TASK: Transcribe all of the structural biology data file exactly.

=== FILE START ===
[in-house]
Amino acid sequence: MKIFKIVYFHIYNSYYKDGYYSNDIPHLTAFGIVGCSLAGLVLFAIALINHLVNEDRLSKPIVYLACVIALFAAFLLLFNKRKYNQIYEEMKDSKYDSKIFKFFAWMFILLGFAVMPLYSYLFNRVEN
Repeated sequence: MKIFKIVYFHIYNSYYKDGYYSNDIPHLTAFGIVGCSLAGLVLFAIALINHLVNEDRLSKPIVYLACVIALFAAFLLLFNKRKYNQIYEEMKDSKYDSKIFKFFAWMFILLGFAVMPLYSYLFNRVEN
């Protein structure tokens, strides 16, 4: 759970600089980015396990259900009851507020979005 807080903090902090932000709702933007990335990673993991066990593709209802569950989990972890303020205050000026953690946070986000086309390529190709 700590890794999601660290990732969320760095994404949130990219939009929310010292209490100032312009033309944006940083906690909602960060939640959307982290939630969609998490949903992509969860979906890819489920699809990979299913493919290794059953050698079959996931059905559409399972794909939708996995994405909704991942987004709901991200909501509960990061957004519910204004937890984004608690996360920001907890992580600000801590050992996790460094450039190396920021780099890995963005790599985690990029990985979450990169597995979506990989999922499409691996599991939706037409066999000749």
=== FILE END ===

[in-house]
Amino acid sequence: MKIFKIVYFHIYNSYYKDGYYSNDIPHLTAFGIVGCSLAGLVLFAIALINHLVNEDRLSKPIVYLACVIALFAAFLLLFNKRKYNQIYEEMKDSKYDSKIFKFFAWMFILLGFAVMPLYSYLFNRVEN
Repeated sequence: MKIFKIVYFHIYNSYYKDGYYSNDIPHLTAFGIVGCSLAGLVLFAIALINHLVNEDRLSKPIVYLACVIALFAAFLLLFNKRKYNQIYEEMKDSKYDSKIFKFFAWMFILLGFAVMPLYSYLFNRVEN
């Protein structure tokens, strides 16, 4: 759970600089980015396990259900009851507020979005 807080903090902090932000709702933007990335990673993991066990593709209802569950989990972890303020205050000026953690946070986000086309390529190709 700590890794999601660290990732969320760095994404949130990219939009929310010292209490100032312009033309944006940083906690909602960060939640959307982290939630969609998490949903992509969860979906890819489920699809990979299913493919290794059953050698079959996931059905559409399972794909939708996995994405909704991942987004709901991200909501509960990061957004519910204004937890984004608690996360920001907890992580600000801590050992996790460094450039190396920021780099890995963005790599985690990029990985979450990169597995979506990989999922499409691996599991939706037409066999000749």